Tuesday, July 1, 2008
I KNEW somebody else was to blame
June 30, 2008
H/l: Current agro policies causing food crisis: UNESCO
Intro: Food report slams delink between technologies introduced by developed countries and poverty increase in developing nations
Mumbai: A UNESCO-supported initiative in which 400 scientists worked for over three years to compile findings about the world's agricultural patterns and economies has been released at a time when the world is grappling with a food crisis. Interestingly, their findings raise pertinent questions about what the effects of agro-technology have been on countries like India.
Titled 'Why Modern Agriculture must change' and written by Susan Schneegans, the June-September 2008 report chronicles the current global food crisis and its effect on the economies of developing countries.
In the context of India, Schneegans writes, "How is it that in India, one of the greatest beneficiaries of the Green Revolution, the number of landless rural farmers rose from 28 million to over 50 million between 1951 and 1990s? And why does India grapple with one of the world's highest rates of child malnutrition?
Current international policies promoting economic growth through agriculture do not necessarily resolve the issue of poverty. The cost of structural adjustment policies advocated by the World Bank in recent decades is one cause of the high migration from the countryside to urban centers in search of jobs in India and elsewhere."
She further adds, "Resource constraints limit the extent to which many governments can actually support their farmers: for example, 8 to 10 per cent in India and Vietnam. Middle-level exporting countries like India are trying to obtain agreements which will maintain their own existing levels of support while reducing the levels allowed to developing countries."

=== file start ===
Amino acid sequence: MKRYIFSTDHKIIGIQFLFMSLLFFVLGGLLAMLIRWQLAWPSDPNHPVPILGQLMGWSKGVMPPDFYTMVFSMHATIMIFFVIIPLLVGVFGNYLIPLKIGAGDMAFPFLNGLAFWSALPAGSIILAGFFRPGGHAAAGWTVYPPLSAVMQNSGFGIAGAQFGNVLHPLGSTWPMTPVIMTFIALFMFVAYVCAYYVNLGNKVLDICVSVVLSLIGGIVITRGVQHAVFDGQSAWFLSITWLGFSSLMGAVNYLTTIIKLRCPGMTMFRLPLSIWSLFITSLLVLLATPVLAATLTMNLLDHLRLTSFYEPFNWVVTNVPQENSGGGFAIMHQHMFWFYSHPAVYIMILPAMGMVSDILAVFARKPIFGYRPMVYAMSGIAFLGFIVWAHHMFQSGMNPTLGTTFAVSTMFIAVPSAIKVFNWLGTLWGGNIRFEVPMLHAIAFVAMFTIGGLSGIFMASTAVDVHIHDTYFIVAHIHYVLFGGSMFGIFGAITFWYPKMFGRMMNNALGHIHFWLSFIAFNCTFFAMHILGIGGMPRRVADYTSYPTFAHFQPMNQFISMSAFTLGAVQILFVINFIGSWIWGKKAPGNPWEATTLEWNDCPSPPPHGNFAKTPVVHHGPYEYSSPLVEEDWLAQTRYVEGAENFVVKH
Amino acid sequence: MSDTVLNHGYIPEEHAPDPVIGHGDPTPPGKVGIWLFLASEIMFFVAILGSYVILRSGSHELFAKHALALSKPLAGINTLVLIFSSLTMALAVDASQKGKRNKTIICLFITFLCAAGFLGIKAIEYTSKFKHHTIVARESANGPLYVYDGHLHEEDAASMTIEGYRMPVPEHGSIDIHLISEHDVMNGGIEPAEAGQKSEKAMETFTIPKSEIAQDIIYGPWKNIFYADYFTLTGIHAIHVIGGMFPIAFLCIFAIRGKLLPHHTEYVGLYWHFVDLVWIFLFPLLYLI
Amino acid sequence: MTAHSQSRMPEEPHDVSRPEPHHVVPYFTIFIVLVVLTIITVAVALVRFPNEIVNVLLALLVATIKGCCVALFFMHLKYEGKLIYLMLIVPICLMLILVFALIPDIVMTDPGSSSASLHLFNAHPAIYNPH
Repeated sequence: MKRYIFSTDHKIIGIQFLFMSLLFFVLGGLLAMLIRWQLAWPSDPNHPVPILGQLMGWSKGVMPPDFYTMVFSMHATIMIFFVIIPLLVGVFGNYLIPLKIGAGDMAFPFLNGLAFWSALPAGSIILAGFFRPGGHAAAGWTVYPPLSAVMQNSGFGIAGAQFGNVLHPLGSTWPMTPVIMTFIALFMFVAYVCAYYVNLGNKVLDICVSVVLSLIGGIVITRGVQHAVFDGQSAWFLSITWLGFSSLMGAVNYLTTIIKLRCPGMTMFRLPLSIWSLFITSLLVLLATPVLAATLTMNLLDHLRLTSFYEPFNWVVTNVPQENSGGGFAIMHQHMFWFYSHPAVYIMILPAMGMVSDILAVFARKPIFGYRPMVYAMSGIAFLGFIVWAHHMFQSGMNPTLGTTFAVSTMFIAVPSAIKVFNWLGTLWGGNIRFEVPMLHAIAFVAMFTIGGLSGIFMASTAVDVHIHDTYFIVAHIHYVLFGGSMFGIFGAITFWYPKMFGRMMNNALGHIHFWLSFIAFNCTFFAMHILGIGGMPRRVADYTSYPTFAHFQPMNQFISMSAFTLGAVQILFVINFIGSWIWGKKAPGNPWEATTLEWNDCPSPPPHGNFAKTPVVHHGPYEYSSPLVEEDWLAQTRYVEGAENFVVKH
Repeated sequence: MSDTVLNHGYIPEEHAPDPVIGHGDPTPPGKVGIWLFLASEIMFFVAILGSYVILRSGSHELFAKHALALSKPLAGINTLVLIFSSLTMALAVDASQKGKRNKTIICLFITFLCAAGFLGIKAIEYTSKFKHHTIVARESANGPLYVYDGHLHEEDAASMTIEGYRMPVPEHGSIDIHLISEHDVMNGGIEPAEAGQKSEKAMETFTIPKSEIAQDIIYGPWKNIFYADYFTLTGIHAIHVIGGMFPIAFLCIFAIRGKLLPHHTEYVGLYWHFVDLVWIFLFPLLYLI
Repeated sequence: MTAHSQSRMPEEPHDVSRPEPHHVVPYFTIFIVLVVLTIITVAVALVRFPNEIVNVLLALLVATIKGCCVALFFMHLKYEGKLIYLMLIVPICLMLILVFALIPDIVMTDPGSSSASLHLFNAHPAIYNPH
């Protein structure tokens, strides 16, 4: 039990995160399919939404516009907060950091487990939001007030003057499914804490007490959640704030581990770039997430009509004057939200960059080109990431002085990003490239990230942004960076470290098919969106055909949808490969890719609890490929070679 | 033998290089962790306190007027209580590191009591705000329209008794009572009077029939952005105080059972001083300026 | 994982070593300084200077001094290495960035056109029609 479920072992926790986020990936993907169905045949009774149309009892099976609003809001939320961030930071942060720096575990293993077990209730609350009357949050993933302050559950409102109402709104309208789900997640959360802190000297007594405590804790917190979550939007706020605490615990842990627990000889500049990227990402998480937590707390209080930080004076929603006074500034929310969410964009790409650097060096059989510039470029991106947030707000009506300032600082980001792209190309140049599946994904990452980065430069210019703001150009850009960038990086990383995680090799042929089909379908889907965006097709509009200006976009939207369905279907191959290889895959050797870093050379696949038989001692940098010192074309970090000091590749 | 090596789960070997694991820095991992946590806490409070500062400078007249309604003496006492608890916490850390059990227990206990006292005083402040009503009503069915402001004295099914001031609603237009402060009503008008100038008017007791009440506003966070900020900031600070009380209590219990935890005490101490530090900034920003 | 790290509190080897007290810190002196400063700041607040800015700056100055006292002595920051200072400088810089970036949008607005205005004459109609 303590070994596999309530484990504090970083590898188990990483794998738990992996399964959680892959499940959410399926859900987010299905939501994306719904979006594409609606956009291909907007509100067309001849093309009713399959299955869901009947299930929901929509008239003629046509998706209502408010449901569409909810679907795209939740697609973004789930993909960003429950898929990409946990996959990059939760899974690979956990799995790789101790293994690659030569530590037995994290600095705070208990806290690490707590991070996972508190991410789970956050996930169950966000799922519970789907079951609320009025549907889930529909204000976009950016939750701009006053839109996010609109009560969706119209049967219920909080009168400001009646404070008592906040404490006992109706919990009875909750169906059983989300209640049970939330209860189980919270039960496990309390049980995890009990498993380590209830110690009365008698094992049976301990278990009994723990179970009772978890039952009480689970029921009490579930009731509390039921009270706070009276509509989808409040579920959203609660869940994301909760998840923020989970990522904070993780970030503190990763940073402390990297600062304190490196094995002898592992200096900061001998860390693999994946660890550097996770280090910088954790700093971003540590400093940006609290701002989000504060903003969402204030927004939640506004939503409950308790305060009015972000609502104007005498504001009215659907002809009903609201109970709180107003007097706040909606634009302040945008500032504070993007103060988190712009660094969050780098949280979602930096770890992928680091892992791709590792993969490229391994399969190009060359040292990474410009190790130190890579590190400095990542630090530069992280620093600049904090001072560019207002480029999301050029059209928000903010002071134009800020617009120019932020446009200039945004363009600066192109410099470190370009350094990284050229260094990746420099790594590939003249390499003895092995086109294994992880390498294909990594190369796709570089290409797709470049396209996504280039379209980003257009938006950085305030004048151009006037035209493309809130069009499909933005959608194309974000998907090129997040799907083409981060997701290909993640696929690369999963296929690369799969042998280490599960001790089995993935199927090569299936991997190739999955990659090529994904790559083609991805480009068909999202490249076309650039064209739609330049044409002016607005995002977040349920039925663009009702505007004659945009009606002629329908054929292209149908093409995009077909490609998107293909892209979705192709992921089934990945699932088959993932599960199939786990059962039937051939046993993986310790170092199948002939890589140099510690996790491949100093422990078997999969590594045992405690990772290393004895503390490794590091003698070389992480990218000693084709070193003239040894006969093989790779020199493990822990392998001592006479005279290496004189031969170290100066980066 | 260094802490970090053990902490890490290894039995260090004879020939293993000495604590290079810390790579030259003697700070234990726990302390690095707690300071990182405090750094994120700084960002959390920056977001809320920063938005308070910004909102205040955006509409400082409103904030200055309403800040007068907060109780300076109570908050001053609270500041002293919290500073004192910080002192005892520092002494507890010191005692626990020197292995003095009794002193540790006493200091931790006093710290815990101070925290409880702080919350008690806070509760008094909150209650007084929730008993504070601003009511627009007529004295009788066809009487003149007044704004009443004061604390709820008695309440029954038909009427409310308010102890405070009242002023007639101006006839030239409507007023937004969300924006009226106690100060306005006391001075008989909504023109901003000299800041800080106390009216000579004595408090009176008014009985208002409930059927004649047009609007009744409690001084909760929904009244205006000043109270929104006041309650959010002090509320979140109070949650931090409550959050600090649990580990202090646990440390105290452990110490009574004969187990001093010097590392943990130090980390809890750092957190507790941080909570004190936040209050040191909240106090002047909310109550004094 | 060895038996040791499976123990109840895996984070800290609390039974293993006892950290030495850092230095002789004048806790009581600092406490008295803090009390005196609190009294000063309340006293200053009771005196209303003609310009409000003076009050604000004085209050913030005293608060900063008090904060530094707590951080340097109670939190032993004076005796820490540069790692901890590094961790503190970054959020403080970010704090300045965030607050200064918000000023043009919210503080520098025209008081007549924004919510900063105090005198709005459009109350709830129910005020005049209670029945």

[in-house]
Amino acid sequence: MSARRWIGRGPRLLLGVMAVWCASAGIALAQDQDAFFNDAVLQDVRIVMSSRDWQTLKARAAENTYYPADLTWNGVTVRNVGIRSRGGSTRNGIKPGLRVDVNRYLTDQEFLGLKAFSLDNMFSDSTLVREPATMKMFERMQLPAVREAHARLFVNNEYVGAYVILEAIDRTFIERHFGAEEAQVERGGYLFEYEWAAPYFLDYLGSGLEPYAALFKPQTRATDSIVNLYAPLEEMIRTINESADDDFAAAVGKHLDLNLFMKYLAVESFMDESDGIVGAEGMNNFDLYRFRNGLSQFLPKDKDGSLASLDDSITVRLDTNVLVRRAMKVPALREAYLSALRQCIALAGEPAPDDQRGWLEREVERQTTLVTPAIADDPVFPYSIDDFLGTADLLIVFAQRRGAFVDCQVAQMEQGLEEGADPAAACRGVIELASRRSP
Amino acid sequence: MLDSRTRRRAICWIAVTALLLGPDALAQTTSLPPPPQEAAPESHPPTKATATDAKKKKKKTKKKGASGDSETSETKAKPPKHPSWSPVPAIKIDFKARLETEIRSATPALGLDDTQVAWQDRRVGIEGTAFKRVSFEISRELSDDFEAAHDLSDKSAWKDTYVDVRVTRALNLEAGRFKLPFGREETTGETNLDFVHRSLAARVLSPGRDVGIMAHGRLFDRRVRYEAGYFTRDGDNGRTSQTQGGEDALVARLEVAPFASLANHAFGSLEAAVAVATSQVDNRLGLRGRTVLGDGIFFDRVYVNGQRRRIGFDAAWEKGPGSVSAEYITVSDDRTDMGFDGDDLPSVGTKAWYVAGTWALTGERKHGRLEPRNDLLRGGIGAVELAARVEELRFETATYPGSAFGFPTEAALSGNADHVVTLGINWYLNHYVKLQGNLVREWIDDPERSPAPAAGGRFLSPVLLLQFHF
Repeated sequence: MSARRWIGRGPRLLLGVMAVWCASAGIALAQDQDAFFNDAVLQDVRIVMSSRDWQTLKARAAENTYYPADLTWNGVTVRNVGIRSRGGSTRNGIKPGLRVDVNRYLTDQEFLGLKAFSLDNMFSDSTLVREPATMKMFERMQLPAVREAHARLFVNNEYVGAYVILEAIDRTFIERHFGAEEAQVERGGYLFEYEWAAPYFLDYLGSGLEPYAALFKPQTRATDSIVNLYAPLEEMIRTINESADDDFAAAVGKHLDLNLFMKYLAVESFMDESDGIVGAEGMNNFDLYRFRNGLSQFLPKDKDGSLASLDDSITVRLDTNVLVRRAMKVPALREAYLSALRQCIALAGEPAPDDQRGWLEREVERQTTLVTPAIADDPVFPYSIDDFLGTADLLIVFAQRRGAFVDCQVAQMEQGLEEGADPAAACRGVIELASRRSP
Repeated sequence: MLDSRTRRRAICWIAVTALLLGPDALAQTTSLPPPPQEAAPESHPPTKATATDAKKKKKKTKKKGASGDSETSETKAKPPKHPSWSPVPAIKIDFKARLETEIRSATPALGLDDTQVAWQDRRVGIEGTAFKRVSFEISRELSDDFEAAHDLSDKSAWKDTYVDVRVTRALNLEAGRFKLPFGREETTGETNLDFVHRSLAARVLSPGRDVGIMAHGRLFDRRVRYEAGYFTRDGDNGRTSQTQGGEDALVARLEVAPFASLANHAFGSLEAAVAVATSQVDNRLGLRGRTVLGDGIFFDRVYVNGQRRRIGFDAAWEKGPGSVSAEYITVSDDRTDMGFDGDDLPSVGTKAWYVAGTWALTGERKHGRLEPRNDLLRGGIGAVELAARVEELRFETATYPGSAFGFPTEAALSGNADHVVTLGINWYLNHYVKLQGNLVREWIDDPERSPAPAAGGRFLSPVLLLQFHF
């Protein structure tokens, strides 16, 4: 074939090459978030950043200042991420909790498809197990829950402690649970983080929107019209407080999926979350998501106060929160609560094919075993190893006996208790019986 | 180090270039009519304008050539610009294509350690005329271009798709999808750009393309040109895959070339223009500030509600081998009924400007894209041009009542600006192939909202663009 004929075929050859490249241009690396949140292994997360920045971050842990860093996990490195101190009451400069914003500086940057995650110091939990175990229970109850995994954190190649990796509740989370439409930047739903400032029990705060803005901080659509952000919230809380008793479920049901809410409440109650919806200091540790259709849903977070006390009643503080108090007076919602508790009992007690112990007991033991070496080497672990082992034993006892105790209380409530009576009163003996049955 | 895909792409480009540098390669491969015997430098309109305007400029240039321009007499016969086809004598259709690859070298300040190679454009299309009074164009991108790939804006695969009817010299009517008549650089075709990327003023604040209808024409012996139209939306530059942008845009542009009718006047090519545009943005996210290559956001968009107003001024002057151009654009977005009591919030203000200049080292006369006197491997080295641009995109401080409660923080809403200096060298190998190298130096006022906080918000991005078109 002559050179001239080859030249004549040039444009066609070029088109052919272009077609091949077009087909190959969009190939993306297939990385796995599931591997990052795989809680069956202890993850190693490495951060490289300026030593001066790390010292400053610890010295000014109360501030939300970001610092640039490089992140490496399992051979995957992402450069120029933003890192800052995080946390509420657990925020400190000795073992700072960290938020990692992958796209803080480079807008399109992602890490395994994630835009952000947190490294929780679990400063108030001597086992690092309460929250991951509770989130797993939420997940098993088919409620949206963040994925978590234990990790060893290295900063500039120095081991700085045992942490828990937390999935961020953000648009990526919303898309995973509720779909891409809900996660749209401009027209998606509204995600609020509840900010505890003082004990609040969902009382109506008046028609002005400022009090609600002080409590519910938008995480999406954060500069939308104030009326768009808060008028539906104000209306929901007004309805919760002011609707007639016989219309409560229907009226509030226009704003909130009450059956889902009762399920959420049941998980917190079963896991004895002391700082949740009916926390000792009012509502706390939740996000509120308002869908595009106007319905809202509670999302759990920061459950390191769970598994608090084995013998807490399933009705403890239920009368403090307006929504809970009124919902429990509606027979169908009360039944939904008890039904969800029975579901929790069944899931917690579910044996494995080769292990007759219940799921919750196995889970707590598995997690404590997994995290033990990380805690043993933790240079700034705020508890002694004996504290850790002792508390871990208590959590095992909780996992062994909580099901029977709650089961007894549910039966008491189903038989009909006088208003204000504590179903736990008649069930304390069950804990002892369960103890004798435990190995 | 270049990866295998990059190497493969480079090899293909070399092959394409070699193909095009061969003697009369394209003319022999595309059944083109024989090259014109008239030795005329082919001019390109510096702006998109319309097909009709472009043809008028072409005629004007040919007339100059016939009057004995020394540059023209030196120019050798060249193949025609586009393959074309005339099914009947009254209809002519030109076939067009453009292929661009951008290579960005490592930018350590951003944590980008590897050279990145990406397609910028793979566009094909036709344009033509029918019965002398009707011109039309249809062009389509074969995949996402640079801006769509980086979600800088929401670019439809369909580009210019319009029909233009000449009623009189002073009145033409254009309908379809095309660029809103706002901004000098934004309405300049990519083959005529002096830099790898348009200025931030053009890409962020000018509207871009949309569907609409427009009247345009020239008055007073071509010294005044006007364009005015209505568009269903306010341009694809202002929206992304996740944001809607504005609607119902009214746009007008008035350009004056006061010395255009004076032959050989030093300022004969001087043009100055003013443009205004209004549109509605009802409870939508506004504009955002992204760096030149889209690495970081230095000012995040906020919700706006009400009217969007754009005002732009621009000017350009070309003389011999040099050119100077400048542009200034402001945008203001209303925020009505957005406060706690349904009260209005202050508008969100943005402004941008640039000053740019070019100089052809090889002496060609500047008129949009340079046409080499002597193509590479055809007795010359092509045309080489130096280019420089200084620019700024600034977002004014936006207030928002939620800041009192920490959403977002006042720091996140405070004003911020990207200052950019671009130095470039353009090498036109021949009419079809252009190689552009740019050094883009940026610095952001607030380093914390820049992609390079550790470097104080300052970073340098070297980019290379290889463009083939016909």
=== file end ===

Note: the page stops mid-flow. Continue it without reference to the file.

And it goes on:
The findings of the study point towards small-holder farmers suffering competition from cheaper imports than their own products. "Opening up sections of agricultural markets to liberalised trade led to a 55 per cent fall in cotton prices in India between 1996 and 2003 in the face of competing imports from subsidised producers like the USA. Many destitute cotton farmers have been driven to suicide," Schneegans writes.
Scientists have predicted that with growing populations, there will be a growing competition for water. "Under current water-use practices, increases in population and changes in diet will increase water consumption in food and fibre production by 70 to 90 per cent. Between now and 2020, the amount of water available per person in East and South Asia and the Pacific, for instance, will drop to one-third that in 1950, or even less," the report warns.
They also caution: one of the key factors causing the current food crisis is the global homogenisation in eating habits. "Many countries have abandoned their traditional foods in favour of a more Western model with its focus on a handful of cereals and a copious consumption of meat and sugar," Calvo said, adding, "this had created an enormous dependence on overseas markets. If countries don't maintain a rich agricultural biodiversity, they risk a growing dependence on a shrinking choice of cereals."
The investigators also say that "the current food crisis is a wake up call, a warning that a sporadic food crisis could turn into a chronic crisis if nothing is done to change modern agricultural practices in the days and months to come."